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Was Jesus Christ a Roman Fabrication?

Ashley Curtin
NationofChange / News Report
Published: Friday 11 October 2013
American Biblical scholar Joesph Atwill insists that Jesus Christ is a fictional character in literature and his entire life can be traced back to different sources.
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Jesus Christ is a fictional character. At least that is what American Biblical scholar Joesph Atwill claims. Atwill’s recent controversial discovery says that the first-century Romans, who wrote the New Testament, fabricated the story of Jesus Christ. He will reveal his theory in his first public appearance at the “Covert Messiah” Conference on Oct. 19 in London.

Christianity, as Atwill described it, started as a “sophisticated government project,” not a religion. It was used as a pacifier for the subjects of the Roman Empire, according to a press release. Atwill claims that Jewish sects in Palestine were “waiting for a prophesied warrior Messiah” during the rebellious first century, but when the Romans’ conventional ways of squashing violence didn’t work, they used reverse psychology. That is when the fictional character of Jesus Christ, the peaceful “messiah”, was invented. The Jews “gave into Caesar” and paid their taxes to Rome.

“I present my work with some ambivalence, as I do not want to directly cause Christianity any harm,” Atwill was quoted in a press release. “But this is important for our culture. Alert citizens need to know the truth about our past so we can understand how and why governments create false histories and false gods. They often do it to obtain a social order that is against the best interests of the common people.”

Atwill insists that Jesus Christ is a fictional character in literature and his entire life can be traced back to different sources.

“Once those sources are all laid bare, there’s simply nothing left,” he was quoted in a press release.

While his theory is said to upset Christians and contradict other scholars’ beliefs, Atwill said it is conclusive and confident. He said that there are many "parallels," which are either conceptual or poetic, but the authors of the highly studied books put it out there for "alert readers" to figure out. Atwill said that the "Roman Caesars left us a kind of puzzle literature that was meant to be solved by future generations." 

So as many people ponder the theory that Jesus Christ might be a fictional character, the future of Christianity is at a breaking point. 

Atwill will present his theory with fellow scholar Kenneth Humphreys, who is the author of the book, "Jesus Never Existed." 



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ABOUT Ashley Curtin

Ashley Curtin is an exclusive reporter for NationofChange writing on trending topics such as politics, the economy, human rights and the environment from around the world. Before this, she was a features reporter at Daily Breeze, a local newspaper in Southern California, writing a variety of stories with focus in the field of science and medicine, arts and entertainment. Ashley is a transplant from Boston now calling Los Angeles her home.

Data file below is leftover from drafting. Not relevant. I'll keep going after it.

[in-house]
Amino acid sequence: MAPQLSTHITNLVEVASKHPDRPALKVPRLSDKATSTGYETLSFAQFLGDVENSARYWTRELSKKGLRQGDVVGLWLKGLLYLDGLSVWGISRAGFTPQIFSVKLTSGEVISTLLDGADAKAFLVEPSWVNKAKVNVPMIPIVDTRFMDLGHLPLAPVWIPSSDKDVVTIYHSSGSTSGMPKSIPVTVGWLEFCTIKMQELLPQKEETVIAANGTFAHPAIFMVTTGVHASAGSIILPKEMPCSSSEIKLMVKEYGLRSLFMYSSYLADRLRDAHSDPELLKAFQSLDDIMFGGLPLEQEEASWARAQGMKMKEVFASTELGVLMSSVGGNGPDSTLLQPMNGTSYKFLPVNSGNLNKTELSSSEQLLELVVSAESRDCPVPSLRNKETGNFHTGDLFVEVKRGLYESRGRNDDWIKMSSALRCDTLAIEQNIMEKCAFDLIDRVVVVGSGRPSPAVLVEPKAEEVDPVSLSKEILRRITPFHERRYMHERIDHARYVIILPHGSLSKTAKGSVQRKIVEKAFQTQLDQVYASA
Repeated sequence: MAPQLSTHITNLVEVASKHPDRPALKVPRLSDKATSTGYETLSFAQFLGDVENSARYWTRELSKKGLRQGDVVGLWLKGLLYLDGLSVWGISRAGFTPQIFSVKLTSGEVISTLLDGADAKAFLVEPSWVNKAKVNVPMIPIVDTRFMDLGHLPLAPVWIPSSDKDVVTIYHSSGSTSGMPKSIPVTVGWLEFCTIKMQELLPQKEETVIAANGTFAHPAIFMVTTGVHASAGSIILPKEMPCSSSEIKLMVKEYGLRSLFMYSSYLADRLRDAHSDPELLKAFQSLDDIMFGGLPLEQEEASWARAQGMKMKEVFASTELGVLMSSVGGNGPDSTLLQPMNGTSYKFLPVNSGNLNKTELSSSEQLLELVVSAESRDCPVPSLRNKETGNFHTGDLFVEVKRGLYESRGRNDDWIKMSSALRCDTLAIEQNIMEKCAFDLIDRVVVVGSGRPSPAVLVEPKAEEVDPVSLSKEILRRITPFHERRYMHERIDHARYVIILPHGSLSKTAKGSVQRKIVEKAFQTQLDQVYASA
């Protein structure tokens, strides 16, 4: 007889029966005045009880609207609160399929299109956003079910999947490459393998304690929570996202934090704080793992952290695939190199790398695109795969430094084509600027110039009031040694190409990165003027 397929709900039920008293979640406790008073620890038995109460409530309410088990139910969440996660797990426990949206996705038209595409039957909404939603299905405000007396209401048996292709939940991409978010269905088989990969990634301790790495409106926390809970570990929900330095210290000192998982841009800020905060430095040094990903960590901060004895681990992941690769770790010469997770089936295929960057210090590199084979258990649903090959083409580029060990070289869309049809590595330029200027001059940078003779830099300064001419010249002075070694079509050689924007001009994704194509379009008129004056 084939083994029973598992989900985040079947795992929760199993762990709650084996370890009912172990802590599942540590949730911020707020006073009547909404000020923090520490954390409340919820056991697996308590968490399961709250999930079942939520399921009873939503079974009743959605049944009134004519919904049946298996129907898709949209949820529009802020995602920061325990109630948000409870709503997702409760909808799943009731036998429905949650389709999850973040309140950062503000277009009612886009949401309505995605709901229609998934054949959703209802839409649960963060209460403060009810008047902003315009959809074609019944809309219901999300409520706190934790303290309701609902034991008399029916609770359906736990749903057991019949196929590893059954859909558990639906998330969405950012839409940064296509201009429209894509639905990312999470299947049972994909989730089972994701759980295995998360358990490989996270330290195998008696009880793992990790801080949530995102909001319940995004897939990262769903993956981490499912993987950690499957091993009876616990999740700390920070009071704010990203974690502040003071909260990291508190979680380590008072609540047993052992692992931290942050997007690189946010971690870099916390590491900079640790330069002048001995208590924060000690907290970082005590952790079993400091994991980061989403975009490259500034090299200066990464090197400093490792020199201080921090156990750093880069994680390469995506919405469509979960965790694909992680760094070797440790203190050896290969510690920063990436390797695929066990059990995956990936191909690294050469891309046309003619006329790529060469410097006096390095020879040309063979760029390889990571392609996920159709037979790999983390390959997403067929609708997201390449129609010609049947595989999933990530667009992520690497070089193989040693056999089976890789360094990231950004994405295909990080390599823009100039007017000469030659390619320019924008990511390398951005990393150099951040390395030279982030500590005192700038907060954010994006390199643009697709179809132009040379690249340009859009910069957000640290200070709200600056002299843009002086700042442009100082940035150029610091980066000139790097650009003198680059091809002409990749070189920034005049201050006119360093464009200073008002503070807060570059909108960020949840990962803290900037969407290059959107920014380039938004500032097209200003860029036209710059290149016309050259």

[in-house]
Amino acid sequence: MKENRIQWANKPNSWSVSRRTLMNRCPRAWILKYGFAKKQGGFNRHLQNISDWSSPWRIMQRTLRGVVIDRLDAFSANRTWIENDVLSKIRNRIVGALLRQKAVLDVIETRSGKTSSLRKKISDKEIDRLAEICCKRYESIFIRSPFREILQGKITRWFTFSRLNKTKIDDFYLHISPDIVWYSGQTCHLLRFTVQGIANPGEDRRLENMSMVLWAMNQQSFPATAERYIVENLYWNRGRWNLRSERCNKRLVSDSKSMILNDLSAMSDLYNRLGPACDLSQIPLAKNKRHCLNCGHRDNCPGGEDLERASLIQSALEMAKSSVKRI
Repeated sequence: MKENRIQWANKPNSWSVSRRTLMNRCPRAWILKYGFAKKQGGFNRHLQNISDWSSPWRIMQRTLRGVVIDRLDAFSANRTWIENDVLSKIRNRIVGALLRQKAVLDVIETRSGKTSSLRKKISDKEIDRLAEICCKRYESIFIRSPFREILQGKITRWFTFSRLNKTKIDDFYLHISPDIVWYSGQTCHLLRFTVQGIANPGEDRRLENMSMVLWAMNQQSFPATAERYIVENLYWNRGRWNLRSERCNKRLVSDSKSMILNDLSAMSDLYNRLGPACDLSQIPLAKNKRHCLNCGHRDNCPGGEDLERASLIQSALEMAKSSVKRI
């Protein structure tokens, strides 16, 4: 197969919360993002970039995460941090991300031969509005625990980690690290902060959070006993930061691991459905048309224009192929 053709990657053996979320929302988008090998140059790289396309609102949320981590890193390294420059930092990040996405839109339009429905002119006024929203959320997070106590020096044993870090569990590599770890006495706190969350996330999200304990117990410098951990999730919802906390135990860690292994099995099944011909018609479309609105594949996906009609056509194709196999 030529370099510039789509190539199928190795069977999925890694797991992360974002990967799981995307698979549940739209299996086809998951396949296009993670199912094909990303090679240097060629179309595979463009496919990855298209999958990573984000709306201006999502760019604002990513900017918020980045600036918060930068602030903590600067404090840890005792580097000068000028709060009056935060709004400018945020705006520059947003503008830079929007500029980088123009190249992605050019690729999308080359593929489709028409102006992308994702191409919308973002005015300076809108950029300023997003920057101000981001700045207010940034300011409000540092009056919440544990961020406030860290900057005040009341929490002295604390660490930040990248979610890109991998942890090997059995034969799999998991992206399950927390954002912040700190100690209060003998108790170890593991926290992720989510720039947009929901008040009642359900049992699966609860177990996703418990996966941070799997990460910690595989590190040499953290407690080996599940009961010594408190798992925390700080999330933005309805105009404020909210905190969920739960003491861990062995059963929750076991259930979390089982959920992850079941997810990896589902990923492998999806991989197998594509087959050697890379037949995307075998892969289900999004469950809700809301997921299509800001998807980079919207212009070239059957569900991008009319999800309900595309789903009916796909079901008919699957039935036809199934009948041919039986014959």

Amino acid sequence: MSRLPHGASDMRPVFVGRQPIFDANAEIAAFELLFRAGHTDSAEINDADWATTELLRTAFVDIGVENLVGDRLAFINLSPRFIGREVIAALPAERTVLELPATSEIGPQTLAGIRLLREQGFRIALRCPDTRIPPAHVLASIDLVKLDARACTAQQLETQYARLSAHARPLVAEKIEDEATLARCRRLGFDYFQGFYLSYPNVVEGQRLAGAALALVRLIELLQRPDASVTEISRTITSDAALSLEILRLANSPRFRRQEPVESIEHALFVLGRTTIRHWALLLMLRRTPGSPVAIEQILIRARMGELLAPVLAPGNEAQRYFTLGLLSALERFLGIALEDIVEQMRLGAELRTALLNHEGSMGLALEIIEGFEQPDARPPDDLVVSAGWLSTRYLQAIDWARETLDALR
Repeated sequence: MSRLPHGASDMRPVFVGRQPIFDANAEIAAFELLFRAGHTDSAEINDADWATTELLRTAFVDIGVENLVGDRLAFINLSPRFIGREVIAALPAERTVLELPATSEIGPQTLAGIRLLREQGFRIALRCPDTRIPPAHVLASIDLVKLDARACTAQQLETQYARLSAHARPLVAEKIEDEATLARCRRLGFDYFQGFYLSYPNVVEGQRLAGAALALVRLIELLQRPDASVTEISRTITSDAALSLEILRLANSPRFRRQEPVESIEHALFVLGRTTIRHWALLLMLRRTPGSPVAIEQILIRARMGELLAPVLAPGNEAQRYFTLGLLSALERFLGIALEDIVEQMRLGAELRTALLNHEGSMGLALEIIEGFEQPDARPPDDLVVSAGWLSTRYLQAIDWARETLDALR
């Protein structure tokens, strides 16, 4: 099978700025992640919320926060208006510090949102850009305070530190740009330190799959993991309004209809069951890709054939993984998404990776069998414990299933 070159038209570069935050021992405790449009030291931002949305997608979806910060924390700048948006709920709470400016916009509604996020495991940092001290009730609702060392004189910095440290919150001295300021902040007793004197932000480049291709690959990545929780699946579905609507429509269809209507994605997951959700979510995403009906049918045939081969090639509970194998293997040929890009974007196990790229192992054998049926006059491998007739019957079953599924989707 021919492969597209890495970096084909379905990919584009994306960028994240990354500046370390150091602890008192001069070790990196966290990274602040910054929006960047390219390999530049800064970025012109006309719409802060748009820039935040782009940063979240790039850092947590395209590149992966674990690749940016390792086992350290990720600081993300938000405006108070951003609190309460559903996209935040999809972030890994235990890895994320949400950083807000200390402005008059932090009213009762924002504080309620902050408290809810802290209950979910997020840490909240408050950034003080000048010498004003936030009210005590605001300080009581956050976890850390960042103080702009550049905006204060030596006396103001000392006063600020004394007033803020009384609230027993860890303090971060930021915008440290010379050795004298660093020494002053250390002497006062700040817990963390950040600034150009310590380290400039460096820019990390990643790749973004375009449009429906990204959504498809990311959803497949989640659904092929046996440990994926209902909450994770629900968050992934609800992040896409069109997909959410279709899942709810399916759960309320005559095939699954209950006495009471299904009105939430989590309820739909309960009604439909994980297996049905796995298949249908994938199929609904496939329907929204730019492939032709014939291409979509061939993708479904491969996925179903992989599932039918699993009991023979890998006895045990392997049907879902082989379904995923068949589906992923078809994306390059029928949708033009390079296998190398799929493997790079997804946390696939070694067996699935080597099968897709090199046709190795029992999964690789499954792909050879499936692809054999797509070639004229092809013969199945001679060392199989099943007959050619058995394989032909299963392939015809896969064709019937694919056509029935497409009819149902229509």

Constantine declared

Constantine declared Christianity the religion of his Roman Empire hence, The Holy Roman Empire. He may have done it for political purposes because the masses believed in Christianity and he would then have a peaceful Empire if he accepted their beliefs. He also accepted the beliefs of other religions as had earlier leaders of the Empire. Constantine's Edict of Milan made for a stronger Empire, as it had been weakening.
His mother was a follower although he was not in his early days. After later becoming a believer himself, he was baptized just before his death.
He may have done it for political purposes to strengthen a weakening empire, but those morality snipits, passed down from generation to generation have helped Christianity to grow. Whether the stories were written in 67 AD or begun in 300 AD, Christianity is here.
The acceptance of other moral religious beliefs is necessary if we are to live in peace. Constantine knew it then and maybe our new Pope does, too.

Many people have tried to

Many people have tried to discredit and disbelieve who Jesus was and is - that is the son of God and Savior. However, is what would surprise many who doubt in Jesus as the Messiah is that the Bible does say that there will be many who will not believe and even mock the name of Jesus.

As for me, I have place my faith in Jesus and God's Word. The difference that knowing Christ has made in my life is tremendous. While I know that it may cause some alarm (true believers will not be alarmed, but maybe even strengthened in their witness), I believe that this type of questioning could even open doors for the Gospel to be preached even more. In the face of persecution.

Sincerely,

Rachel,
Born Again Believer

I am no biblical scholar,

I am no biblical scholar, though I've read a few books on the subject of the historical Jesus, over the years. Atwill will have a hard sell, I believe. I'm more inclined to believe that Jesus was real person who preached to his fellow Jews in his lifetime and was crucified for it, whereas Paul was the one who opened up the Christian message to Gentiles and invented what we now know as Christianity.

I think I will follow this controversy, just to see how it turns out. I'm not a Christian myself, but I was reared as one, and have some interest in the subject. Of course I don't believe in the Resurrection. Dead people never return, although people who had "Near-Death" experiences might try to convince us otherwise.